Look, Committee Chair Tom Carper, Ranking Member Shelley Moore Capito. I also want to thank Minority Leader Mitch McConnell for voting for this bill and talking about how useful and important it is.
And from the House of Representatives: Speaker Pelosi; Steny Hoyer; Jim Clyburn; and Committee Chair Pete DeFazio. Democrats and Republicans. Progressives and moderates.
I'd like to pause and ask all the committee chairs and ranking members of the United States Senate and House that are here today—please stand. Would all of you stand? Come on. [Applause] All right. Thank you, thank you, thank you.
To state the obvious, none of this would have happened without all of you. I really mean it.
And also, to the Governors—where are the Governors? Governors, stand up. Come on. I want you to stand up. Red States, blue States—you all contacted me. You all said you were for this. You all stepped up.
And more than 375 mayors—Democrats and Republicans—from every State and District of Columbia wrote me asking to get this done.
Audience member. [Inaudible]
The President. You've got it, kid.
Audience member. You've got it.
The President. [Laughter] And nearly 50 of whom are here today, including Republican mayor of Fontana who—from California—from Fontana—from California—Fontana, California, Mayor Warren, who spoke earlier.
And the county and State and Tribal leaders as well—civil rights leaders, faith leaders. Law—you know, this law was supported by business groups—the U.S. Chamber of Commerce; the National Association of Manufacturers; the Business Roundtable, representing 200 of the largest corporations in America and other top business.
I want to especially thank—and I'm sure you all—as we used to say in the Senate—I'd say, "a point of personal privilege"—I want to thank organized labor—who understand this about jobs. You all stood up. Jobs! Jobs! Jobs! Jobs!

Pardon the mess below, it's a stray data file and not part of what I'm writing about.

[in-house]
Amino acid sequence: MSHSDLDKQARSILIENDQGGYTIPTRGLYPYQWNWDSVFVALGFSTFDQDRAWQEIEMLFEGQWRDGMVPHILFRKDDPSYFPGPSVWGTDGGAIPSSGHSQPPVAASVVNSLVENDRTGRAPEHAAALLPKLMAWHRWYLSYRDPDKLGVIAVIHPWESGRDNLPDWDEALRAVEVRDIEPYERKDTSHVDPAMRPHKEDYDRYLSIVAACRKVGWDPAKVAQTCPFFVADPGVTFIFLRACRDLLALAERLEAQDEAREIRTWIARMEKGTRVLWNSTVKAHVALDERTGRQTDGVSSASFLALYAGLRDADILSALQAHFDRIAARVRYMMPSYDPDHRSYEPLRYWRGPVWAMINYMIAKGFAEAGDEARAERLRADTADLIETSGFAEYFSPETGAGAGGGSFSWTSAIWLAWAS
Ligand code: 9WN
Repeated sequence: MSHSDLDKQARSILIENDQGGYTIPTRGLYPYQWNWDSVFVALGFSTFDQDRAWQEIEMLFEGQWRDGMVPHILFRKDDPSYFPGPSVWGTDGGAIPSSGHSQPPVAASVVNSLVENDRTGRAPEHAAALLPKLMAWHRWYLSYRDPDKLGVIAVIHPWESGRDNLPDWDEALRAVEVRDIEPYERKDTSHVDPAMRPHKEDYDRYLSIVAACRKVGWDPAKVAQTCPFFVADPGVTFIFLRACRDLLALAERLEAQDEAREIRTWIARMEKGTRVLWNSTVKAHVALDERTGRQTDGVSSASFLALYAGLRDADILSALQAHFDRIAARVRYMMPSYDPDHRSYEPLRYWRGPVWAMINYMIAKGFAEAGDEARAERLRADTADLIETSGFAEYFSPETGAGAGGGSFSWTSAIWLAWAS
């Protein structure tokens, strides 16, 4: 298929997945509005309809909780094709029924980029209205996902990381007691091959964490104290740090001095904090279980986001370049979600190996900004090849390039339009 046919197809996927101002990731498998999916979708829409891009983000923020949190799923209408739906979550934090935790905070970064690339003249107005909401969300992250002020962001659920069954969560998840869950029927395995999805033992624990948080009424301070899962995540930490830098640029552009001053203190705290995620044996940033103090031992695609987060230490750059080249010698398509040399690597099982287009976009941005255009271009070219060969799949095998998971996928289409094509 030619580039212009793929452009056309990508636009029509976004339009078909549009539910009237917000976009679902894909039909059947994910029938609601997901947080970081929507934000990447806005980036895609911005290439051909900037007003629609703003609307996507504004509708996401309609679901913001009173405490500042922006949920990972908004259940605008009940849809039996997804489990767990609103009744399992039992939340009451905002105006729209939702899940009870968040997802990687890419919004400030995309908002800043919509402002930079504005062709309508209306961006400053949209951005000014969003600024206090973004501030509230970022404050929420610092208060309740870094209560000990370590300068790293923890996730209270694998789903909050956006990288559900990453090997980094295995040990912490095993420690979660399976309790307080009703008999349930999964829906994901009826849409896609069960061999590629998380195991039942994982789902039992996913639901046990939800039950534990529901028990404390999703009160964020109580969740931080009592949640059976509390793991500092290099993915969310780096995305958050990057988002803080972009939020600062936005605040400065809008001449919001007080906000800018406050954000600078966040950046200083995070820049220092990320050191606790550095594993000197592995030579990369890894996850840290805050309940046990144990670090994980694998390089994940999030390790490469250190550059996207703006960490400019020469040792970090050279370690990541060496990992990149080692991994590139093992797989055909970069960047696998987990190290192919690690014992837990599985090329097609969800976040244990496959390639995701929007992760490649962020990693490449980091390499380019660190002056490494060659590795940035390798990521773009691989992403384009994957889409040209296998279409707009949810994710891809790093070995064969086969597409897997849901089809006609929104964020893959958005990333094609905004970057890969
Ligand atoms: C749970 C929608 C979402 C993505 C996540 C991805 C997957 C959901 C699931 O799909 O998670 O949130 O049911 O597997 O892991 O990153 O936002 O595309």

Special thanks to the AFL-CIO; the United Auto Workers; electric workers, the IBEW; the iron workers—it goes on—plumbers, pipe fitters, and the building trades, steel workers—who did I leave out? [Laughter]
Audience members. [Inaudible]
The President. Pardon me?
Audience member. [Inaudible]
The President. And my wife is a member of a union, the NEA. I'm going to get in trouble.
Machinists—so many more.
Look folks, for too long, we've talked about having the best economy in the world. We've talked about asserting American leadership around the world, with the best and the safest roads, railroads, ports, airports.
Here in Washington, we've heard countless speeches and promises and white papers from experts. But today we're finally getting this done.
So my message to the American people is this: America is moving again, and your life is going to change for the better.
If you live in one of the top—if you live in one of the 10 million homes or your child attends one of the 400,000 schools or childcare centers that still has lead pipes in them, you face a clear and present danger to your child's health and your health now.
This law is going to start to replace 100 percent of the Nation's lead pipes and service lines so every American, every child can turn on the faucet and drink clean water. And tens of thousands of plumbers and pipefitters are going to get work done in good-paying jobs.
Folks, as we saw with remote learning, remote working during the pandemic, access to high-speed internet is essential—and access to water—as essential as access to water and electricity. This law is going to make high-speed internet affordable and available everywhere—everywhere in America—urban suburban, rural—and create jobs laying down those broadband lines.
No parent—no parent——
[At this point, the President coughed.]